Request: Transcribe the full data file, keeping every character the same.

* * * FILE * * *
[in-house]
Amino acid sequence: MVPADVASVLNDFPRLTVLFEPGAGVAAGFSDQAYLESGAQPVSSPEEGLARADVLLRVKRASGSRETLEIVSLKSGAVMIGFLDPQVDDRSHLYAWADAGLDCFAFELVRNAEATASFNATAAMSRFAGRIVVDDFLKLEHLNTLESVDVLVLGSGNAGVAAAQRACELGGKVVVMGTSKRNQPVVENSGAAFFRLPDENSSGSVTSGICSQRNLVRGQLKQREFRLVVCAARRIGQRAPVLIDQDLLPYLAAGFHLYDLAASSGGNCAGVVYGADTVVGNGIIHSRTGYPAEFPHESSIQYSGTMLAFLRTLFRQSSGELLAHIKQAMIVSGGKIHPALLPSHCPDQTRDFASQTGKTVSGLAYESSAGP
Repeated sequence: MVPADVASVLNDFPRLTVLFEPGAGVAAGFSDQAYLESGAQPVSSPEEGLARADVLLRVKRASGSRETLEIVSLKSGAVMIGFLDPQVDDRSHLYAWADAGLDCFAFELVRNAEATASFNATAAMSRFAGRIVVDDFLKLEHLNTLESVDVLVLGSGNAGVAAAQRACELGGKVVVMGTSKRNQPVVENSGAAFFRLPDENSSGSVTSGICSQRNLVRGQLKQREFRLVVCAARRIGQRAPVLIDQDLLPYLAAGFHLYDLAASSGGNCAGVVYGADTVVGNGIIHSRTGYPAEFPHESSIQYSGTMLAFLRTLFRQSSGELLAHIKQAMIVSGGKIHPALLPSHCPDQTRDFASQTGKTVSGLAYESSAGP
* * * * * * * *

[in-house]
Amino acid sequence: MVPADVASVLNDFPRLTVLFEPGAGVAAGFSDQAYLESGAQPVSSPEEGLARADVLLRVKRASGSRETLEIVSLKSGAVMIGFLDPQVDDRSHLYAWADAGLDCFAFELVRNAEATASFNATAAMSRFAGRIVVDDFLKLEHLNTLESVDVLVLGSGNAGVAAAQRACELGGKVVVMGTSKRNQPVVENSGAAFFRLPDENSSGSVTSGICSQRNLVRGQLKQREFRLVVCAARRIGQRAPVLIDQDLLPYLAAGFHLYDLAASSGGNCAGVVYGADTVVGNGIIHSRTGYPAEFPHESSIQYSGTMLAFLRTLFRQSSGELLAHIKQAMIVSGGKIHPALLPSHCPDQTRDFASQTGKTVSGLAYESSAGP
Repeated sequence: MVPADVASVLNDFPRLTVLFEPGAGVAAGFSDQAYLESGAQPVSSPEEGLARADVLLRVKRASGSRETLEIVSLKSGAVMIGFLDPQVDDRSHLYAWADAGLDCFAFELVRNAEATASFNATAAMSRFAGRIVVDDFLKLEHLNTLESVDVLVLGSGNAGVAAAQRACELGGKVVVMGTSKRNQPVVENSGAAFFRLPDENSSGSVTSGICSQRNLVRGQLKQREFRLVVCAARRIGQRAPVLIDQDLLPYLAAGFHLYDLAASSGGNCAGVVYGADTVVGNGIIHSRTGYPAEFPHESSIQYSGTMLAFLRTLFRQSSGELLAHIKQAMIVSGGKIHPALLPSHCPDQTRDFASQTGKTVSGLAYESSAGP